One of the greatest challenges faced in education in the United States is how to best ensure that teachers are effective in the classroom. Many districts, states, teacher interest groups such as the National Council of Teachers of Mathematics, and educational reformers have cited the need to “increase the professionalization of teaching” (Wilson & Berne 1999). This call to action requires an examination of what best practices in teacher education may entail. Traditionally schools and districts have provided instructional seminars designed to introduce new teaching methods. Some districts and states also require continuing education for both pay increase and recertification (Abdal-Haqq, 1996). Critics of this type of professional development model cite its piecemeal approach as simply providing “updates” to previous knowledge, but neglecting to create a “continuing enterprise” for teachers to develop their teaching craft (Ball & Cohen, 1999).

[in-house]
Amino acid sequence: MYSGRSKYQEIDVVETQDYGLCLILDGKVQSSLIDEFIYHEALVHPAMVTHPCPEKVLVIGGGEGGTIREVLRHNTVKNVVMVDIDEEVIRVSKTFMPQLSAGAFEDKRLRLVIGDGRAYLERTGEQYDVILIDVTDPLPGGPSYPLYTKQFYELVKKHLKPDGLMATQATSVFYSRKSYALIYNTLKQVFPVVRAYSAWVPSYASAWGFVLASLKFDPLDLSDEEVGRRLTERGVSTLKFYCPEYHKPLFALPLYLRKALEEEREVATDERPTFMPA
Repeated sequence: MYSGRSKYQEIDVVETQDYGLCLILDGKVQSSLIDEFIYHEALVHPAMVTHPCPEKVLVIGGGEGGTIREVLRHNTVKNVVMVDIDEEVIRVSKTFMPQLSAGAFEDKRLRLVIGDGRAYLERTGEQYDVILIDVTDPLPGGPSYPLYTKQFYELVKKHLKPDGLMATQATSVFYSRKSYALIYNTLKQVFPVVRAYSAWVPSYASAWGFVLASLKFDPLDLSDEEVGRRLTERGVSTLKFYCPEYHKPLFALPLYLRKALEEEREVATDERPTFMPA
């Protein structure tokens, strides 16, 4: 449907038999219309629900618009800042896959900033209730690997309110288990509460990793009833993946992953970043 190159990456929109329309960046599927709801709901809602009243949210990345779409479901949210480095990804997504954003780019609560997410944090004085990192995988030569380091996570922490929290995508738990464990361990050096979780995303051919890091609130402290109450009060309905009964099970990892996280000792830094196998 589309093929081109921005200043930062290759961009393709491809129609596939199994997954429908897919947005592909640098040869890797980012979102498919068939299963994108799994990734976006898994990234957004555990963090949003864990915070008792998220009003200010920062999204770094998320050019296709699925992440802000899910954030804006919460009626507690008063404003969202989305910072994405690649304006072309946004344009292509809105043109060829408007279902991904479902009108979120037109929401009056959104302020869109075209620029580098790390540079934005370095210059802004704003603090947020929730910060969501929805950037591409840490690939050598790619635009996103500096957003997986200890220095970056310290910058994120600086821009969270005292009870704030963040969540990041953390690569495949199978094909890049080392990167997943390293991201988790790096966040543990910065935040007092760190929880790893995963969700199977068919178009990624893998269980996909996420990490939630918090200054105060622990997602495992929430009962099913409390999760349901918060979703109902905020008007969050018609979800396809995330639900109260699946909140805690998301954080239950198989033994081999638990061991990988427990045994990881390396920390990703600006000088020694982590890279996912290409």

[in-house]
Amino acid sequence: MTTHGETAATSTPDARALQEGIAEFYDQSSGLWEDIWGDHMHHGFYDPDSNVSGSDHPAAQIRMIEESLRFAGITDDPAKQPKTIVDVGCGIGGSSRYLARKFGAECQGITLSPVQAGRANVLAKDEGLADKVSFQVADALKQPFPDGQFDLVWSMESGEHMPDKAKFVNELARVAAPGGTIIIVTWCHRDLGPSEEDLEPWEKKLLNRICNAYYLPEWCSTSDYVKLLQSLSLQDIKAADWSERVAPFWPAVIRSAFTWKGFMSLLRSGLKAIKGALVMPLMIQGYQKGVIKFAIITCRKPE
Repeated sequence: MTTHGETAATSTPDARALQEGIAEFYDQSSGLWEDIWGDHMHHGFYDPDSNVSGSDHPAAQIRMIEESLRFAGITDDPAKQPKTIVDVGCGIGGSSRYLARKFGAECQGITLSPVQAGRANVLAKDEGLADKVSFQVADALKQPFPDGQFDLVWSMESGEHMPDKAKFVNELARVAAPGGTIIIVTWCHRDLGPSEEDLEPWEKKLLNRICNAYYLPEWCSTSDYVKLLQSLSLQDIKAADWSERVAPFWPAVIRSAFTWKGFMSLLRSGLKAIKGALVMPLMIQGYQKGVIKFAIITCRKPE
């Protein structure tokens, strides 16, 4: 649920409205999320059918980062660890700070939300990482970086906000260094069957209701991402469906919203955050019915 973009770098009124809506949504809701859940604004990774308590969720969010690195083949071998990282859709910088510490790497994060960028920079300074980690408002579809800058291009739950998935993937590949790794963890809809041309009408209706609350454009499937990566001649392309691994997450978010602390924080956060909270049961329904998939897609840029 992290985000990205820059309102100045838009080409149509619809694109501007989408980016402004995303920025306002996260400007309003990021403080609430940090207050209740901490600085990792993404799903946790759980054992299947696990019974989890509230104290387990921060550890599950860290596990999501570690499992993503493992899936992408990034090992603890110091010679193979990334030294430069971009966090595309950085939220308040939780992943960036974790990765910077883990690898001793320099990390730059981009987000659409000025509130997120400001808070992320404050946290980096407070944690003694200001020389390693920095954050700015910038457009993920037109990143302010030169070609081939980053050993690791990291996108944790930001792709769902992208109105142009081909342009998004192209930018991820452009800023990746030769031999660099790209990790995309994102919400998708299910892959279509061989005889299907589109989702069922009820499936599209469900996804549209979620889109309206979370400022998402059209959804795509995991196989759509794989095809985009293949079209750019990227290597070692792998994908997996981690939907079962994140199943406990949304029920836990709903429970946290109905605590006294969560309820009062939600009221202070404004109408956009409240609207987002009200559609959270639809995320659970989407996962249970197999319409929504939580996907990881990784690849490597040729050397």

No discussion of professional development could be complete without examining the qualities of effective professional development. A gold standard for effective professional development was described by Abdal-Haqq (1995) including eleven critical components:

“Is ongoing.

Includes training, practice, and feedback; opportunities for individual reflection and group

inquiry practice; and coaching or other follow-up procedures.

Is school based and embedded in teacher work.

Is collaborative, providing opportunities for teachers to interact with peers.

Focuses on student learning, which should, in part, guide assessment of its effectiveness.

Encourages and supports school-based and teacher initiatives.

Is rooted in the knowledge base for teaching.

Incorporates constructivist approaches to teaching and learning.